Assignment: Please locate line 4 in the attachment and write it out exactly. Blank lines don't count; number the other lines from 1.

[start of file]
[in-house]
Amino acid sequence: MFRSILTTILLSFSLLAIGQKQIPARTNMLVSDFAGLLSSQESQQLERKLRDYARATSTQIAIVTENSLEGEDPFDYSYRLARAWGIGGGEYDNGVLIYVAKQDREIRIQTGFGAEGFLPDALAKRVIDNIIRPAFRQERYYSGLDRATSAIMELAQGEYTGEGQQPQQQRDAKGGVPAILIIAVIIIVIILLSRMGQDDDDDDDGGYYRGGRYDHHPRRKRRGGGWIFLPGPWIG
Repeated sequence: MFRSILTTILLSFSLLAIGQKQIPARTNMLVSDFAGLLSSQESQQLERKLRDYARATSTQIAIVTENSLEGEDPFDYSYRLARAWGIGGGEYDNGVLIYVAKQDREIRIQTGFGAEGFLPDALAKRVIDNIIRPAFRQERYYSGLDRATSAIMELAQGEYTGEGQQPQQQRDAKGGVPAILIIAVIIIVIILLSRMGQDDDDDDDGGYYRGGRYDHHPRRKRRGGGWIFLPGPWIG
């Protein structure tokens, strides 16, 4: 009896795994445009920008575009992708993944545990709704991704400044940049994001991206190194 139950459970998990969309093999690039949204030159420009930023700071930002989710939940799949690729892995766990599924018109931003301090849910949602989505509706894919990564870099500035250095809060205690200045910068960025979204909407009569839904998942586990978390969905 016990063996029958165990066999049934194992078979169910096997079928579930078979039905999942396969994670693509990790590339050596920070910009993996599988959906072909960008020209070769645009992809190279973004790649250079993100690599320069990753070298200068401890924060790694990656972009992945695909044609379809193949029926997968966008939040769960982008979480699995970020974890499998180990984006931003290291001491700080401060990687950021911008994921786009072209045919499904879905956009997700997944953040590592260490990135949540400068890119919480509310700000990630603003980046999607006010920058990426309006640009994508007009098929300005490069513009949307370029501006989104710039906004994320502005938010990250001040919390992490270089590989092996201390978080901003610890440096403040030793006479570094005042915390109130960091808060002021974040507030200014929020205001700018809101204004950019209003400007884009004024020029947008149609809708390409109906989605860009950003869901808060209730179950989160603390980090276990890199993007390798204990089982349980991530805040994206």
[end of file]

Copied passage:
């Protein structure tokens, strides 16, 4: 009896795994445009920008575009992708993944545990709704991704400044940049994001991206190194 139950459970998990969309093999690039949204030159420009930023700071930002989710939940799949690729892995766990599924018109931003301090849910949602989505509706894919990564870099500035250095809060205690200045910068960025979204909407009569839904998942586990978390969905 016990063996029958165990066999049934194992078979169910096997079928579930078979039905999942396969994670693509990790590339050596920070910009993996599988959906072909960008020209070769645009992809190279973004790649250079993100690599320069990753070298200068401890924060790694990656972009992945695909044609379809193949029926997968966008939040769960982008979480699995970020974890499998180990984006931003290291001491700080401060990687950021911008994921786009072209045919499904879905956009997700997944953040590592260490990135949540400068890119919480509310700000990630603003980046999607006010920058990426309006640009994508007009098929300005490069513009949307370029501006989104710039906004994320502005938010990250001040919390992490270089590989092996201390978080901003610890440096403040030793006479570094005042915390109130960091808060002021974040507030200014929020205001700018809101204004950019209003400007884009004024020029947008149609809708390409109906989605860009950003869901808060209730179950989160603390980090276990890199993007390798204990089982349980991530805040994206």